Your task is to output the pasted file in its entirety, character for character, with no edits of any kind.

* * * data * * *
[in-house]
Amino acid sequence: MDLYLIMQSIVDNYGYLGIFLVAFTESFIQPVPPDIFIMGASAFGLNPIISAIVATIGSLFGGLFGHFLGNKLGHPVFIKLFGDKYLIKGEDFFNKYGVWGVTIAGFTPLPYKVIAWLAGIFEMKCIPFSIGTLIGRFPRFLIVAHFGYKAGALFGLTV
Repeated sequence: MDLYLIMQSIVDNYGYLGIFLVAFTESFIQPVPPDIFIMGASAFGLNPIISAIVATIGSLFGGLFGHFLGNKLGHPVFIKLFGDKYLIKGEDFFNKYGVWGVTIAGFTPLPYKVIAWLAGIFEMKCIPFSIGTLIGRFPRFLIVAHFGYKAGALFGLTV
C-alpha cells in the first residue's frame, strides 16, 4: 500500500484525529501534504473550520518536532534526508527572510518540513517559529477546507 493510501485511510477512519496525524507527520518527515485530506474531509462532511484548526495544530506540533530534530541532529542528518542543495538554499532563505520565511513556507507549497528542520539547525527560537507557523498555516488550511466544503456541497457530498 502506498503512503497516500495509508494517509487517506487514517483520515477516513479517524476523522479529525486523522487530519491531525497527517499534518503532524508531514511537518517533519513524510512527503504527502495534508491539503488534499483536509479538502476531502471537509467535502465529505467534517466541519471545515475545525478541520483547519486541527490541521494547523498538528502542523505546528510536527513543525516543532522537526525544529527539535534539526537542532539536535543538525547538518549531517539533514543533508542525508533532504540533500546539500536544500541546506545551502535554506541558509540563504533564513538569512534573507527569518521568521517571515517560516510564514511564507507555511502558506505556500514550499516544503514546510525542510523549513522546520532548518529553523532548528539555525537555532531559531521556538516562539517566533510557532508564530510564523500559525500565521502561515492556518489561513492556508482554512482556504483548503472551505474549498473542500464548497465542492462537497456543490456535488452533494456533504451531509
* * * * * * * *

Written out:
[in-house]
Amino acid sequence: MDLYLIMQSIVDNYGYLGIFLVAFTESFIQPVPPDIFIMGASAFGLNPIISAIVATIGSLFGGLFGHFLGNKLGHPVFIKLFGDKYLIKGEDFFNKYGVWGVTIAGFTPLPYKVIAWLAGIFEMKCIPFSIGTLIGRFPRFLIVAHFGYKAGALFGLTV
Repeated sequence: MDLYLIMQSIVDNYGYLGIFLVAFTESFIQPVPPDIFIMGASAFGLNPIISAIVATIGSLFGGLFGHFLGNKLGHPVFIKLFGDKYLIKGEDFFNKYGVWGVTIAGFTPLPYKVIAWLAGIFEMKCIPFSIGTLIGRFPRFLIVAHFGYKAGALFGLTV
C-alpha cells in the first residue's frame, strides 16, 4: 500500500484525529501534504473550520518536532534526508527572510518540513517559529477546507 493510501485511510477512519496525524507527520518527515485530506474531509462532511484548526495544530506540533530534530541532529542528518542543495538554499532563505520565511513556507507549497528542520539547525527560537507557523498555516488550511466544503456541497457530498 502506498503512503497516500495509508494517509487517506487514517483520515477516513479517524476523522479529525486523522487530519491531525497527517499534518503532524508531514511537518517533519513524510512527503504527502495534508491539503488534499483536509479538502476531502471537509467535502465529505467534517466541519471545515475545525478541520483547519486541527490541521494547523498538528502542523505546528510536527513543525516543532522537526525544529527539535534539526537542532539536535543538525547538518549531517539533514543533508542525508533532504540533500546539500536544500541546506545551502535554506541558509540563504533564513538569512534573507527569518521568521517571515517560516510564514511564507507555511502558506505556500514550499516544503514546510525542510523549513522546520532548518529553523532548528539555525537555532531559531521556538516562539517566533510557532508564530510564523500559525500565521502561515492556518489561513492556508482554512482556504483548503472551505474549498473542500464548497465542492462537497456543490456535488452533494456533504451531509